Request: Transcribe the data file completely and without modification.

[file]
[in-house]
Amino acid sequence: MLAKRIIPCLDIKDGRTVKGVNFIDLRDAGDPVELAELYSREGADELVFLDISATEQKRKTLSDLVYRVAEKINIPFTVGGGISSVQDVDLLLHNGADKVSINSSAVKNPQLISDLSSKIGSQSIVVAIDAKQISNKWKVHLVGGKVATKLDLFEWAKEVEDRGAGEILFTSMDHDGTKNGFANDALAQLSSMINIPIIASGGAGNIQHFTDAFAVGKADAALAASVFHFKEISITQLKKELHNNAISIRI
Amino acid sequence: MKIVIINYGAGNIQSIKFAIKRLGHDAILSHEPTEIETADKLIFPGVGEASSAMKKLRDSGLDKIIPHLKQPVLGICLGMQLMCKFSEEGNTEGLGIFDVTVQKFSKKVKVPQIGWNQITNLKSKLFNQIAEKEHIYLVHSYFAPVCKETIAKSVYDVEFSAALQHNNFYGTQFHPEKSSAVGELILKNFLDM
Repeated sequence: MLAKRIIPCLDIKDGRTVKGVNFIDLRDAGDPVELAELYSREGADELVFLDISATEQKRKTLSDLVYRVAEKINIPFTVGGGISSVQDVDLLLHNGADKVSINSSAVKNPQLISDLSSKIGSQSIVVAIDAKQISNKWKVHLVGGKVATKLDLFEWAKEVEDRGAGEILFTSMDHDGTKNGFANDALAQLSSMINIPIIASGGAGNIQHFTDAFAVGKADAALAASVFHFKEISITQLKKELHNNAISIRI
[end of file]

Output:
[in-house]
Amino acid sequence: MLAKRIIPCLDIKDGRTVKGVNFIDLRDAGDPVELAELYSREGADELVFLDISATEQKRKTLSDLVYRVAEKINIPFTVGGGISSVQDVDLLLHNGADKVSINSSAVKNPQLISDLSSKIGSQSIVVAIDAKQISNKWKVHLVGGKVATKLDLFEWAKEVEDRGAGEILFTSMDHDGTKNGFANDALAQLSSMINIPIIASGGAGNIQHFTDAFAVGKADAALAASVFHFKEISITQLKKELHNNAISIRI
Amino acid sequence: MKIVIINYGAGNIQSIKFAIKRLGHDAILSHEPTEIETADKLIFPGVGEASSAMKKLRDSGLDKIIPHLKQPVLGICLGMQLMCKFSEEGNTEGLGIFDVTVQKFSKKVKVPQIGWNQITNLKSKLFNQIAEKEHIYLVHSYFAPVCKETIAKSVYDVEFSAALQHNNFYGTQFHPEKSSAVGELILKNFLDM
Repeated sequence: MLAKRIIPCLDIKDGRTVKGVNFIDLRDAGDPVELAELYSREGADELVFLDISATEQKRKTLSDLVYRVAEKINIPFTVGGGISSVQDVDLLLHNGADKVSINSSAVKNPQLISDLSSKIGSQSIVVAIDAKQISNKWKVHLVGGKVATKLDLFEWAKEVEDRGAGEILFTSMDHDGTKNGFANDALAQLSSMINIPIIASGGAGNIQHFTDAFAVGKADAALAASVFHFKEISITQLKKELHNNAISIRI